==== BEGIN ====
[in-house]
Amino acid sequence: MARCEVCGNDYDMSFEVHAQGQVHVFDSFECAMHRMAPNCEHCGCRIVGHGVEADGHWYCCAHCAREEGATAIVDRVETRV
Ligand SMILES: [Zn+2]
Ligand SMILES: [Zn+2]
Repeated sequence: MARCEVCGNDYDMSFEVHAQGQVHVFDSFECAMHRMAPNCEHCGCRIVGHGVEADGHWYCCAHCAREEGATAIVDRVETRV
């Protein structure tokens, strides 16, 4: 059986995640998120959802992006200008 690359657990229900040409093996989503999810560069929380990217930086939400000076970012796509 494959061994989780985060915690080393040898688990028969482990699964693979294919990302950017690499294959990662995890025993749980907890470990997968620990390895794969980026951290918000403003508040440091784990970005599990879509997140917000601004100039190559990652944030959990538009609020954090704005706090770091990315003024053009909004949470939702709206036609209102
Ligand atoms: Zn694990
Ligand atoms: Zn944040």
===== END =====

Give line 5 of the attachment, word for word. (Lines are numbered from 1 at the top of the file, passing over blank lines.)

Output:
Repeated sequence: MARCEVCGNDYDMSFEVHAQGQVHVFDSFECAMHRMAPNCEHCGCRIVGHGVEADGHWYCCAHCAREEGATAIVDRVETRV